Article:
HP Windows Mixed Reality Headset Developer Edition

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VRS RATING
CUSTOMER RATING

Very similar to other first generation Windows Mixed Reality units, so aesthetics are the only things setting this apart from Dell’s, Lenovo’s and Acer’s offerings.

VRS Review

VRS OVERALL RATING
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The HP Windows Mixed Reality Headset Developer Edition HMD is one of two HMDs that are being sold to developers who want to make applications for Microsoft’s new mixed reality platform.

The other HMD is made by Acer and between the two the HP unit is surely the better looking one, with styling that’s comparable to the consumer HMD made by Lenovo.

For the privilege of looking a little less goofy, you’ll have to pay a bit extra, but depending on where you work it might be worth it. Still, only developers can buy these headsets and they have not been built to measure up to consumer standards or expectations. These are work tools for people who want to make and test software before the public starts buying the consumer models in higher numbers.

As a Windows Mixed Reality HMD the HP unit is part of the same software family as the Microsoft Hololens. Unlike the Hololens it uses a conventional VR HMD design, with two high-resolution LCD screens and an immersive face mask that blocks out the world. The difference is that there are two cameras on the front of the HMD that act as AR and MR passthroughs. These cameras also act as the basis of the revolutionary “inside-out” tracking system, which provides room-scale tracking without needing any sort of external camera.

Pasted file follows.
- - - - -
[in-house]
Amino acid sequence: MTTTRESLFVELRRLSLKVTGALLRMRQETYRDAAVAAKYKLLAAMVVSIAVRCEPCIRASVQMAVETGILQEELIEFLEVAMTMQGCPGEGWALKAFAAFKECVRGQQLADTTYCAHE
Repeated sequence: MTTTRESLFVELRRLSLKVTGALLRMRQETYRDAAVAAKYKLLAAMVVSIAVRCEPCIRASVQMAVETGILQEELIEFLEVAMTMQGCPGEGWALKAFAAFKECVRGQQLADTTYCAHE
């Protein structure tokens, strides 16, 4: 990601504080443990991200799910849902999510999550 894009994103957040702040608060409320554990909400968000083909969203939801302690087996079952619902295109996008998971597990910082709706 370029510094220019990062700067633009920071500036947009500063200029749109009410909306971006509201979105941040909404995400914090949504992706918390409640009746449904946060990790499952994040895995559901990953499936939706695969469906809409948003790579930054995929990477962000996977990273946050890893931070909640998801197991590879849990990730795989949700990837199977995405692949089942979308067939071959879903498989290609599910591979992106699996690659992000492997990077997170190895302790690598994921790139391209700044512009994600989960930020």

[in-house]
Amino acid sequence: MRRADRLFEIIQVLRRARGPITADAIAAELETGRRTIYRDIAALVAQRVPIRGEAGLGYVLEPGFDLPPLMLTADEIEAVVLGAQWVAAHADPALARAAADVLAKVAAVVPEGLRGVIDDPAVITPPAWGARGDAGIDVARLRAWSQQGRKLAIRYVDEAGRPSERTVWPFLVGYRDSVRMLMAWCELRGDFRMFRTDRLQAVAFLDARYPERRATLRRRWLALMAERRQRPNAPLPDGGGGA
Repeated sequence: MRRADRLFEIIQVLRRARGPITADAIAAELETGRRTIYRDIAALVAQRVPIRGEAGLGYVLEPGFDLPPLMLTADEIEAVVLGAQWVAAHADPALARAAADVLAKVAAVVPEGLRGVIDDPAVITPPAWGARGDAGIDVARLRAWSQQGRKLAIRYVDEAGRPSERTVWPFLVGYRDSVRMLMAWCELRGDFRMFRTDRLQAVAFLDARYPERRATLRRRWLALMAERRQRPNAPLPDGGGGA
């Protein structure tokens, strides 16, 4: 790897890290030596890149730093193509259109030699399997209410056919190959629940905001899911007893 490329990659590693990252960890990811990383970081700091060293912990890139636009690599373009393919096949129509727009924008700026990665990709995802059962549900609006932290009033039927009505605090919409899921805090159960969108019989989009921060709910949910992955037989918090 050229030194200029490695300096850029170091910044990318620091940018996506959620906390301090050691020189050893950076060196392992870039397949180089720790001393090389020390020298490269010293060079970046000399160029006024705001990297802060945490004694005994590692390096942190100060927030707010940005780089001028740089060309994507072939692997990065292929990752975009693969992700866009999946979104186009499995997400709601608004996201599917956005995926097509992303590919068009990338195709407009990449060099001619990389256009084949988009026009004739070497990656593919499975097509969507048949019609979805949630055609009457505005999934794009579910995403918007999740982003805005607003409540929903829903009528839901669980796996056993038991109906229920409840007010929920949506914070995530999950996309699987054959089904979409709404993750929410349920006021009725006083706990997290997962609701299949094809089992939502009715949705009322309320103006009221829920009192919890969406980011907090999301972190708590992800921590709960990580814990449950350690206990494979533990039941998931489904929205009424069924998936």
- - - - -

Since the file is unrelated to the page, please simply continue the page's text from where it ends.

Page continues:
Like other HMDs that follow the Microsoft reference design closely, the HP looks and works quite a bit like the Sony PSVR HMD. It has a flip-up mask on a hinge, which makes it practical as a productivity tool where you don’t want to be constantly taking the whole HMD on or off.

It also uses a single headband design instead of the complicated strap solutions that traditional VR HMDs use.

Unlike the consumer version of the Windows Mixed Reality Headsets, the developer editions have a much higher minimum requirements level. It needs a CPU with six cores or more and at least a GTX 1060 or equivalent.

The consumer version has a lower requirement level that lines up with the Oculus or Vive and then an even lower level that works with certain iGPUs for low-level AR and VR. You can use the developer editions to test on computers with those lower specs, but to develop you’ll need to stump up for a monster machine.

Specification and functionality wise there isn’t much to choose between this and the Acer.

SPECIFICATIONS

Display LCD
Panel size 2.89" x2
Resolution 1440x1440x2
Refresh rate 90Hz
Field of view 105°
Sensors 6 Degrees of Freedom Motion Tracking, Inside Out Tracking
Connections HDMI, USB 3.0, Audio Out
Audio Built in Audio-Out

SCORES IN DETAIL

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